Plenty to be thankful for on Thanksgiving

by Terry B on December 3, 2014

No recipe this week. Just some random thoughts on Thanksgiving, food and family.

Chocolate Babka

We had a full house this Thanksgiving weekend. Both daughters were in town, as was another guest—quite a crowd for our two-bedroom apartment. With an inflatable mattress, the living room was pressed into part-time duty as a bedroom. The five of us shared our apartment’s one bathroom. The more skittish of our two cats often found herself trapped behind closed bedroom doors. Transportation for various needs involved scheduling turns with our one car, walking or taking public transportation. And we all loved it.

There were baked goods galore. The remnants of the chocolate babka shown above was one of two Marion made early in the week (a recipe will follow one day soon). She also baked an amazing pan of brownies with mascarpone on Thanksgiving day. A couple of days later, she followed these with her famous gingerbread. For Thanksgiving, there had to be pumpkin pie, of course. Marion’s sister Lena supplied this. And at the very end of the weekend, a box of Stan’s doughnuts appeared. (Since the LA chain arrived in Chicago, we’ve had no need to seek doughnuts elsewhere.)

Although we both cook, on Thanksgiving, the kitchen is Marion’s. I sometimes make a side or two, but this year, I merely washed dishes, set the table, picked the dinner music and carved the turkey (for this last task, I relied on this excellent video from the New York Times—bookmark it for next year).

Our Thanksgiving table groaned under the weight of said turkey, Marion’s sweet potato vichyssoise, kasha, multiple gravy boats, champagne glasses, cranberry sauce and a delicious slow-cooked braise of green beans, tomatoes and chickpeas.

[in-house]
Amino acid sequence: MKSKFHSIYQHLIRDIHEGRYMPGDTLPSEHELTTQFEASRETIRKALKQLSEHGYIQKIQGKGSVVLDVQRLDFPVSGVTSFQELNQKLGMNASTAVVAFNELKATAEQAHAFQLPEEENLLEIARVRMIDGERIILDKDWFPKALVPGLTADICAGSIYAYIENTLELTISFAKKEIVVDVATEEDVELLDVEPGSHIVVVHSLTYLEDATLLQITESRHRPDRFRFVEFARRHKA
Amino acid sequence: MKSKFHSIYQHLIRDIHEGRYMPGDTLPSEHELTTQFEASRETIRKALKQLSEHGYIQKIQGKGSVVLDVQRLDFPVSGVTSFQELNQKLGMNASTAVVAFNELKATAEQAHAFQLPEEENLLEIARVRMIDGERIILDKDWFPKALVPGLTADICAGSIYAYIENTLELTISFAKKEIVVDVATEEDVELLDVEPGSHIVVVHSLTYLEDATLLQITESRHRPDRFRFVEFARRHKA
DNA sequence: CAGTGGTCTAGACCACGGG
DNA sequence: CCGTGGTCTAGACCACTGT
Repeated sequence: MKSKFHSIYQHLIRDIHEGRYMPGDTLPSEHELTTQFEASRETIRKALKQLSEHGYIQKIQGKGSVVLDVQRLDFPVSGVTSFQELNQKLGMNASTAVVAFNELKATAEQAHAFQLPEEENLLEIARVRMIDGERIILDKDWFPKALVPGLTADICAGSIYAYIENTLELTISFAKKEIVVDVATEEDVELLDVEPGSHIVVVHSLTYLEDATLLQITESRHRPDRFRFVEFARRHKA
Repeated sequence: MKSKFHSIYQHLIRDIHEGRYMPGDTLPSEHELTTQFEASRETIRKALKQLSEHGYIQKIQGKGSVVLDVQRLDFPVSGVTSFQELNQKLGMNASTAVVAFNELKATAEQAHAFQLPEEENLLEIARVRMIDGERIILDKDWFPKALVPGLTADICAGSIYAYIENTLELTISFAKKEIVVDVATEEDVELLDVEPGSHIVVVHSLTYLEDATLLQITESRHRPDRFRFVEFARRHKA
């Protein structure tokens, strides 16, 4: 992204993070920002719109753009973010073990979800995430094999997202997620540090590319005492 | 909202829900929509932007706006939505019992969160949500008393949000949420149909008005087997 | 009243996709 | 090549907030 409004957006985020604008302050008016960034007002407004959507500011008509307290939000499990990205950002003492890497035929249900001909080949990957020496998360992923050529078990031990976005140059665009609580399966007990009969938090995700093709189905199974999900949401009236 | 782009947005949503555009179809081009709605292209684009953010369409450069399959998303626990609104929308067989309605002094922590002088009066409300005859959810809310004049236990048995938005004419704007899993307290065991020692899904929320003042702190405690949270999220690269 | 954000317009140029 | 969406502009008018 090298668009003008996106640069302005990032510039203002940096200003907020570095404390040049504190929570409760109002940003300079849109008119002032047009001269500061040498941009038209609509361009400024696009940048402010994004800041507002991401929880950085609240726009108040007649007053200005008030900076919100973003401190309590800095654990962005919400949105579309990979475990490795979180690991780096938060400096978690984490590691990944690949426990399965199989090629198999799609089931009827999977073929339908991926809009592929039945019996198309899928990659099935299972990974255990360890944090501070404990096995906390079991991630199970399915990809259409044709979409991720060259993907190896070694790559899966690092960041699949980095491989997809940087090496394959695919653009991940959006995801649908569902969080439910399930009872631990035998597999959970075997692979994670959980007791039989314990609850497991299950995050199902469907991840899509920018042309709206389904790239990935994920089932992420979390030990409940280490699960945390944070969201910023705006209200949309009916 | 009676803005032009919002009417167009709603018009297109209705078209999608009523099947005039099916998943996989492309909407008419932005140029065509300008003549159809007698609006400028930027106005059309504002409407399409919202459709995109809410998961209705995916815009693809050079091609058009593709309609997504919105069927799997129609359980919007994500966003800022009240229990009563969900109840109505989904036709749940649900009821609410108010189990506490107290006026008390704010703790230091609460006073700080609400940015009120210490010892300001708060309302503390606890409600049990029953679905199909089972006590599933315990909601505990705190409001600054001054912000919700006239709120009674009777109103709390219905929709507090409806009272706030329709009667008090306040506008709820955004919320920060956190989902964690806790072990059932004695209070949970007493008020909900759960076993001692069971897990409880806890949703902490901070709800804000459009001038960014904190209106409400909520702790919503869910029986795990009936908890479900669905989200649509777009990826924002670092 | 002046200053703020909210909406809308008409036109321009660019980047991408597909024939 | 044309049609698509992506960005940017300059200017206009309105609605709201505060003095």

The table itself was part of the celebration. Our dinner was the maiden voyage of our new dining table. After years of looking for a table we liked as much as the hand-me-down, slightly too small parson’s table given to us by a dear friend when he moved to New York, we finally found one. A solid wood, multi-leaved, not overly ornate beauty made for us by an Amish company in Ohio and delivered just days before Thanksgiving.

Beyond the food and little extras like the new table, there was the simple luxury of time spent together. Black Friday came and went without any assistance from us. The television mostly remained silent. Instead, there was conversation and companionable silence, lounging about, multiple laptops giving our Wi-Fi a workout, magazines and books being flipped through. Some walks were taken. Some errands run. Leftovers were happily eaten.

And then there were the puzzles. I’ve never been a real fan of jigsaw puzzles myself, but a couple of them had made their way into the house a couple of months ago, and suddenly, they were being deployed. It started with the 1,000-piece puzzle of hummingbirds coming together excruciatingly slowly on the living room rug. Yes, the same space that needed to be home to the aforementioned inflatable mattress. We discovered that covering the puzzle with a sheet sufficiently protected it from harm.